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H.L. Mencken (1880–1956). The American Language. 1921.

Page 252

sopranos and soli for solos, but the last two, at least, are common in England. Both English and American labor under the lack of native plurals for the two everyday titles, Mister and Missus. In the written speech, and in the more exact forms of the spoken speech, the French plurals, Messieurs and Mesdames, are used, but in the ordinary spoken speech, at least in America, they are avoided by circumlocution. When Messieurs has to be spoken it is almost invariably pronounced messers, and in the same way Mesdames becomes mez-dames, with the first syllable rhyming with sez and the second, which bears the accent, with games. In place of Mesdames a more natural form, Madames, seems to be gaining ground in America. Thus, I have found Dames du Sacrè Cœur translated as Madames of the Sacred Heart in a Catholic paper of wide circulation, 48 and the form is apparently used by American members of the community.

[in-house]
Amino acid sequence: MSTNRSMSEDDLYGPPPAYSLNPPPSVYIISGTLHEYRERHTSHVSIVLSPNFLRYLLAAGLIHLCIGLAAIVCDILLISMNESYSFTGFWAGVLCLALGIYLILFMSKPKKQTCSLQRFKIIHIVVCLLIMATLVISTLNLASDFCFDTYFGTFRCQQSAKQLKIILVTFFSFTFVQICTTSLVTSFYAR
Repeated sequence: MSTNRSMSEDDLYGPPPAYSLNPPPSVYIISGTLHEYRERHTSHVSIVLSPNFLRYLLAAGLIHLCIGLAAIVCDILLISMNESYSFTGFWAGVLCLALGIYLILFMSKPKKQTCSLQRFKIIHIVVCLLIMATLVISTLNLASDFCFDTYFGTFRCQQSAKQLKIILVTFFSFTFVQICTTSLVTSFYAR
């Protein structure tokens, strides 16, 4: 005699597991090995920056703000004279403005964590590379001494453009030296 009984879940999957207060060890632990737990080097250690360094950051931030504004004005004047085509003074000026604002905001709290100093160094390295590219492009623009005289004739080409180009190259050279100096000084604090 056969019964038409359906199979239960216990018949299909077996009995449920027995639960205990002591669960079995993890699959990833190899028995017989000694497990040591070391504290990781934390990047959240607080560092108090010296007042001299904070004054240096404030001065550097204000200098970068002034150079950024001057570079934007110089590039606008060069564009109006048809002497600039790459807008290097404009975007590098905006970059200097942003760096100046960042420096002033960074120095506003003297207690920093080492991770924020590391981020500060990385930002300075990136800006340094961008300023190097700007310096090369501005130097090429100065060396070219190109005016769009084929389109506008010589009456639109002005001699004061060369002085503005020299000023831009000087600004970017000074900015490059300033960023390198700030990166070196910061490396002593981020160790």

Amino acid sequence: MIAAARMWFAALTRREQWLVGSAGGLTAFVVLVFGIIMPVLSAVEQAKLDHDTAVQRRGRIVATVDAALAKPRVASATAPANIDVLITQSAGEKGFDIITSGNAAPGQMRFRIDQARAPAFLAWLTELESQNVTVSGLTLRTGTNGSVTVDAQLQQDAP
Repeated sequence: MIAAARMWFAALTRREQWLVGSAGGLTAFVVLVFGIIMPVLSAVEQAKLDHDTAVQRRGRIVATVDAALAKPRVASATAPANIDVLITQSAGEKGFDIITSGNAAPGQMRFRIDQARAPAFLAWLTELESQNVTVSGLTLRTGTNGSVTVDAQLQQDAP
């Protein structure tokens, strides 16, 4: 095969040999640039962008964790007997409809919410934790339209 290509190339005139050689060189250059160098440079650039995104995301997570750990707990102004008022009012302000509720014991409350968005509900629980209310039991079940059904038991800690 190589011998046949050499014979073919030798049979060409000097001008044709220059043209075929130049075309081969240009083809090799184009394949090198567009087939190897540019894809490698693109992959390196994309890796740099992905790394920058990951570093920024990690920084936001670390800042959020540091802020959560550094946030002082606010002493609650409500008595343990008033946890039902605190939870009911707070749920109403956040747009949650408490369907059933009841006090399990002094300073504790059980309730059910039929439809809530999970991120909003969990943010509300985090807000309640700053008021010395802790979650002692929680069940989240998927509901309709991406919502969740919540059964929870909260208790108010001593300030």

Dr. Louise Pound 49 notes that a number of Latin plurals tend to become singular nouns in colloquial American, notably curricula, data, dicta, insignia and strata, and with them a few Greek plurals, e. g., criteria and phenomena. She reports hearing the following uses of them: “The curricula of the institution is being changed,” “This data is very significant,” “The dicta, ‘Go West,’ is said to have come from Horace Greeley,” “What is that insignia on his sleeve?”, “This may be called the Renaissance strata of loan-words,” “That is no criteria,” and “What a strange phenomena!”—all by speakers presumed to be of some education. The error leads to the creation of double plurals, e. g., curriculas, insignias, stratas, stimulis, alumnis, bacillis, narcissis. The Latin names of plants lead to frequent blunders. Cosmos and gladiolus are felt to be plurals, and from them, by folk-etymology, come the false singulars, cosma and gladiola. Dr. Pound notes many other barbarous plurals, not mentioned above, e. g., antennas, cerebras, alumnas, alumnuses, narcissuses, apparatuses, emporiums, opuses, criterions, amœbas, cactuses, phenomenons.